# Using visible light to get (weak) diffraction information about crystals?

If a crystal has diameter roughly 0.25mm containing unit cells (say cubes) of about 1 angstrom on a side, there are about 2.5 million unit cells in the diameter of the crystal. Bragg's law (n$$\lambda = 2d\sin\theta)$$ applies, and tells us that we would like to use wavelength on the order of 1 angstrom to probe the crystal.

But if $$\lambda = 5000$$ angstroms (a laser) it seems we could still get refraction of parallel waves separated by about 2500 angstroms, or about $$0.25$$mm/$$2500$$ angstrom $$= 1000$$ reinforcing refractions in the above crystal, considering only the one dimension. Hence my question--

Is it possible that while we cannot resolve structures smaller than a few angstroms without using x-rays, we might get information (albeit attenuated) about identical repeating structures (crystals) using longer wavelengths?

Edit:

The images below may help clarify. Above is radial average intensity calculated in python for the laser diffraction of zircon image (below, with central beam edited out). One one hand I wouldn't try to correlate the calculation with XRD calculations, on the other hand there seems to be some non-random information in the image. If nothing else, this may clarify my misconceptions.

Edit 2

of ZrO2.

unedited photo of ZrO2.

• Comments are not for extended discussion; this conversation has been moved to chat.
– Buzz
Aug 26, 2021 at 0:22
– Gert
Aug 27, 2021 at 14:41
• To clarify: in theory a perfect crystal contains much larger identical subunits--say 5000 unit cells in diameter-- which could interact with longer light wavelengths. So Bragg's relation applies and we get what might be called 5000th order effects. In practice I think there are no effects and there is something wrong with the assumptions. Sep 4, 2021 at 11:28
• Based on the answer below it is likely the photo is of reflection, not diffraction. Oct 6, 2021 at 12:56

The following isn't really an answer, rather a rebuttal of sorts.

Using visible light to get (weak) diffraction information about crystals

would of course a very interesting thing to do, which is why as a chemist it piqued my attention. But I fear that in accordance with common perception it isn't really possible and that which is on display in the question is something else.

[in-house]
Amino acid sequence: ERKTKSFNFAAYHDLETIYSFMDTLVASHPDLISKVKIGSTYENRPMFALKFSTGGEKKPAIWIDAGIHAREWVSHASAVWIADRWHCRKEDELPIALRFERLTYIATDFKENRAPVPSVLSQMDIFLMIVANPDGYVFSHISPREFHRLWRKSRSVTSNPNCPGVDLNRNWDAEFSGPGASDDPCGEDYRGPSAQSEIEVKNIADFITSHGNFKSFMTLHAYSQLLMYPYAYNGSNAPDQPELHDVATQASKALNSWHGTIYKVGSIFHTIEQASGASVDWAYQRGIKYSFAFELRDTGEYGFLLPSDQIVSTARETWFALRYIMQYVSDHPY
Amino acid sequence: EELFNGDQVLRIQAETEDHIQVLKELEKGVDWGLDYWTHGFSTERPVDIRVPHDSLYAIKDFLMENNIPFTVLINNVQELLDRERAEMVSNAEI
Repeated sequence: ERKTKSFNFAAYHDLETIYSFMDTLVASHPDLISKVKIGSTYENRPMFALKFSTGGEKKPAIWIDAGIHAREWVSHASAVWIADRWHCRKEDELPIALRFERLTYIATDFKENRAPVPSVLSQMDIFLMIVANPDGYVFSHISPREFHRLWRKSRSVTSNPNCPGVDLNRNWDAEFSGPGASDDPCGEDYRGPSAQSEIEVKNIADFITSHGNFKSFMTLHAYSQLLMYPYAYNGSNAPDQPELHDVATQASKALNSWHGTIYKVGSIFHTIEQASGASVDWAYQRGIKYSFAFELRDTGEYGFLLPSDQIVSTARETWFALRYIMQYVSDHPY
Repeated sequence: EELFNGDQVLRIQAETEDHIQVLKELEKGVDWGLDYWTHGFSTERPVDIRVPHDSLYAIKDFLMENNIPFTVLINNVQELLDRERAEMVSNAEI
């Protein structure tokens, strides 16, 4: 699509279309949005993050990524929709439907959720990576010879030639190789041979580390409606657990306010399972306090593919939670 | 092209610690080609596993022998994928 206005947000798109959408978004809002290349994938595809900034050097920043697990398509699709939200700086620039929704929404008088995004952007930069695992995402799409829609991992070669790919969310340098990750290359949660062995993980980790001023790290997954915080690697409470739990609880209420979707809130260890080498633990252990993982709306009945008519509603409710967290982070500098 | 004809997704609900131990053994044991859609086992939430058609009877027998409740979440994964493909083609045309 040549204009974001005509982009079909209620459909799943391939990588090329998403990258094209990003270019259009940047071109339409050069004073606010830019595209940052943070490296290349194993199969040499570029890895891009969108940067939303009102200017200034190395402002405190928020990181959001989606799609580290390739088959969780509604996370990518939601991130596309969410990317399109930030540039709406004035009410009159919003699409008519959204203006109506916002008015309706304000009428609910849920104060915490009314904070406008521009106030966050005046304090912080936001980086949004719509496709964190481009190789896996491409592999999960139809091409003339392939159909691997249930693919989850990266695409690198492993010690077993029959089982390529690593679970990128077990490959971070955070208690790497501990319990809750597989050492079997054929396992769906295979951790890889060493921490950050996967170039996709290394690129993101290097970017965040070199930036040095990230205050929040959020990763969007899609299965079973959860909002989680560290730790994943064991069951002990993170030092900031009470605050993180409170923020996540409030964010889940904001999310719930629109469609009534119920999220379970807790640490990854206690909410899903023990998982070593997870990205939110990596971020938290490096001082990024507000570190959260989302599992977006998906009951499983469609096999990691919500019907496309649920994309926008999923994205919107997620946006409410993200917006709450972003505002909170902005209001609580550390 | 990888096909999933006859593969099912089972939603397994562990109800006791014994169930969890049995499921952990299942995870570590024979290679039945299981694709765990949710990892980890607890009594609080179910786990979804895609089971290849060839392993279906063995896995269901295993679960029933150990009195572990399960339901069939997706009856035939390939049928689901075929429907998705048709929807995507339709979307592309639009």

I first ran a quick test with a monocrystalline Calcite crystal, about the size of my thumb. I shone a $$532\mathrm{nm}$$ ($$8000\mathrm{mW}$$) green pointer laser through it and obtained two weakened central beams and a completely random 'halo' of scattered light. No diffraction pattern whatsoever.

I then finely ground up some kitchen salt (chemically $$\text{NaCl}$$) in a mortar and pestle and loaded it into a glass capillary tube.

But trying to shine a laser beam through that is a waste of time: like most bulk transparent materials (glass, sucrose crystals, salt crystals etc) their ground up versions simply aren't transparent to VIS.

They would be to X-rays but that would yield circular diffraction patterns. Only monocrystallin materials would show the kind of diffraction pattern the OP shows in his question.

So I don't know what's causing the interesting pattern but I don't think it is diffraction related. But I'd like to know more about the OP's experimental set up to understand what might be producing the observed effect.

• Thanks for your upvote. Look again at Bragg's Law ($\lambda =2d\sin\theta$ for first order spectra) and it's obvious you need rays with pretty small wavelengths to resolve lattices in the order of $0.3\mathrm{nm}$... Pity, really!
– Gert
Aug 27, 2021 at 2:21
• I did this experiment years ago:physics.stackexchange.com/questions/384086/…, which shows it can't only be a case of $d/ \lambda$ ratio.
– Gert
Aug 27, 2021 at 13:31
• And it can't just be about energy either: a VIS laser effortlessly travels through a solid $\text{NaCl}$ crystal. I might raise a ticket myself, intrigued as I am now...
– Gert
Aug 27, 2021 at 13:33